Samantha Caine, suburban homemaker, is the ideal mom to her 8 year old daughter Caitlin. She lives in Honesdale, PA, has a job teaching school and makes the best Rice Krispie treats in town. But when she receives a bump on her head, she begins to remember small parts of her previous life as a lethal, top-secret agent. Her old chums in the Chapter are now out to kill her so she enlists the help of a cheap detective named Mitch. As Samantha remembers more and more of her previous life, she becomes deadlier and more resourceful. Both Mitch and Charly proceed to do the killing thing, the bleeding thing and the shooting thing. Written by
Tony Fontana <firstname.lastname@example.org>
One of the movie's original locations was a historic, grand hotel in Muskoka, Ontario, Canada - the 100-year-old Windermere House. During filming, however, the hotel caught fire and burned to the ground. The heat from the film lights were initially blamed for causing the blaze, but it was never proven that the lights started the fire. See more »
When Caitlyn gets Charly back on her feet, a shot of the bomb timer shows 4:59 (four minutes, fifty nine seconds) to go. However, the explosion happens 3:46 (three minutes, forty six seconds) later. This is not a mistake since the countdown does not necessarily occur in real time. See more »
[after Mitch confesses that he's been in prison]
Eight years ago, I was an Atlanta cop. My partner and I worked this fraud case together. That motherfucker hated me! I forget why, but he did. Anyway, some bonds went missing from the evidence room, and, when someone called Internal Affairs and they went searching through my closet, lo and behold, what did they find?
The bonds. Your partner put them there, huh?
Oh no, I did. I stole the damn things.
[...] See more »
Written by Bob Crewe and Kenny Nolan
Performed by LaBelle
(from the album "Nightbirds", released on 3-8-1974)
Courtesy of Epic Records
By Arrangement with Sony Music Licensing See more »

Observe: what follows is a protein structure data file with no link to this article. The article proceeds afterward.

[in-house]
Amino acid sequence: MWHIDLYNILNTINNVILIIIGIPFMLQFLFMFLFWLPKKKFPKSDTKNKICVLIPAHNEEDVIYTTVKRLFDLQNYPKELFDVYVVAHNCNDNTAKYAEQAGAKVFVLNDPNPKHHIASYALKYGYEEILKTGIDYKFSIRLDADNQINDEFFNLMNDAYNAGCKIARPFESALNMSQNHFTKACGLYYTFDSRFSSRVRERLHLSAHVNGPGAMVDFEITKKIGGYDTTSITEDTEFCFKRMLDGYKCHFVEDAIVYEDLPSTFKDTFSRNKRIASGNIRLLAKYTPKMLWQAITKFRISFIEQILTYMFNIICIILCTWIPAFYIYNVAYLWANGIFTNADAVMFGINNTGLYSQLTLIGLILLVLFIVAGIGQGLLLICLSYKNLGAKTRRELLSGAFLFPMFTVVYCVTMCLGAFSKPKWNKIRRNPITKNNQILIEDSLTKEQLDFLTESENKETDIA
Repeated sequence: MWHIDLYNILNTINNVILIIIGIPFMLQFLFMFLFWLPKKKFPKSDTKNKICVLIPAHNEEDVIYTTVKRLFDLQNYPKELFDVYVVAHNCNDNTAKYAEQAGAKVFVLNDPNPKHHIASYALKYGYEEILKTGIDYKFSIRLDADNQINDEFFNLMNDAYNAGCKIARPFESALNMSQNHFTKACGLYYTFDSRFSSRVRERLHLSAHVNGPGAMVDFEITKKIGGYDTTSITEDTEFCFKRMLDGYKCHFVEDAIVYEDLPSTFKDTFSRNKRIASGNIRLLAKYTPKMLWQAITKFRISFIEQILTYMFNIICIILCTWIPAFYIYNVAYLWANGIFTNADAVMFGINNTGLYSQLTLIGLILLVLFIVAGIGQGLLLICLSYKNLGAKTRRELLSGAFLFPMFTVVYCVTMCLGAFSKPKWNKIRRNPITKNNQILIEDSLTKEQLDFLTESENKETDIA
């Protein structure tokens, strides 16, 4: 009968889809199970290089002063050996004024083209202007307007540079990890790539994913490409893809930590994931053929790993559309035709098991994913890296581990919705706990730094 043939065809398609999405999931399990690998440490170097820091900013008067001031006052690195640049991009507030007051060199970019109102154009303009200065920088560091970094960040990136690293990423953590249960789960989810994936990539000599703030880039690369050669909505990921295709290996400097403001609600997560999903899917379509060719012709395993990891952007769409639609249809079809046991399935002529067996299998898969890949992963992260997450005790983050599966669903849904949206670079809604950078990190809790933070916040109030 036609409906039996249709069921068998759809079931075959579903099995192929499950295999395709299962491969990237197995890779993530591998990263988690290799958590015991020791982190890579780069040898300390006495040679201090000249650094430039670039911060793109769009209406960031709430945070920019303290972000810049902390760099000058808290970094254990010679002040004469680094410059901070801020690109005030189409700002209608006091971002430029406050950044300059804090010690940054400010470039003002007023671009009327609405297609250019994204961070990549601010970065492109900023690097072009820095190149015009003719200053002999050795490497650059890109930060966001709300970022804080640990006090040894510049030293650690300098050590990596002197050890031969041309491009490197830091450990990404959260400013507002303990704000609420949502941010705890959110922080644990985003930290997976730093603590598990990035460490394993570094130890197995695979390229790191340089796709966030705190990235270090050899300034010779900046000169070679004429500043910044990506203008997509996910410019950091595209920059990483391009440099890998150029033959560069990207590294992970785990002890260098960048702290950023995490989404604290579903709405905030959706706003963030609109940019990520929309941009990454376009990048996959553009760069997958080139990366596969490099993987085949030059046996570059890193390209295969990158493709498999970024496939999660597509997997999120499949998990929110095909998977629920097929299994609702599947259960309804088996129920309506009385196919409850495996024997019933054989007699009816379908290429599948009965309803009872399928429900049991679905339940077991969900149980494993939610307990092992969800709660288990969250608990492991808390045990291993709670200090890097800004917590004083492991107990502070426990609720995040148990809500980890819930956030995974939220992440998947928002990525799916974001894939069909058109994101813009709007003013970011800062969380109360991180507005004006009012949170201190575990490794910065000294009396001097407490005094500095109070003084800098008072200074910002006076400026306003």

I feel extremely sad for some of the people who have been reviewing this film. It is apparent that their standards are so high that they will never be able to enjoy a film just for enjoyment sake. Or, perhaps, their enjoyment is derived from the act of picking films apart; looking for any reason at all to dislike them?
The Long Kiss Goodnight is an action film, in every sense of the word. Sure, there are holes in the plot big enough to drive a semi through, but none of them are enough to stop the flow of the film itself. I have never been a big Geena Davis fan, but I was impressed with how she was able to create two very different characters, Samantha Cain and Charlie Baltimore. In my opinion, it wasn't even necessary to have changed her physical appearance to differentiate between the two...her acting was more than enough to do the trick.
More than anything else, though, this film was Craig Bierko's. In another's hands, the character of Timothy could've been just another interchangeable villain. His decision to play him with a more casual approach was just the right counterpoint to all of the action scenes. It isn't often that you find an actor who can express himself so well with just his facial expressions...point in case: the scene in the freezer with Charlie and her daughter. Where most films would've cluttered the moment of "revelation" with unnecessary dialogue, Bierko's eyes told the whole story.
The basic plot? Thin, to be truthful. A seemingly average housewife who suffers from amnesia slowly discovers that she had been an assassin. As her memory returns, so do the people who want the assassin dead. Is she really Samantha, the cookie baking housewife, or Charlie, the cold blooded assassin? Or maybe a little bit of both? For me, The Long Kiss Goodnight was an enjoyable journey to find out.
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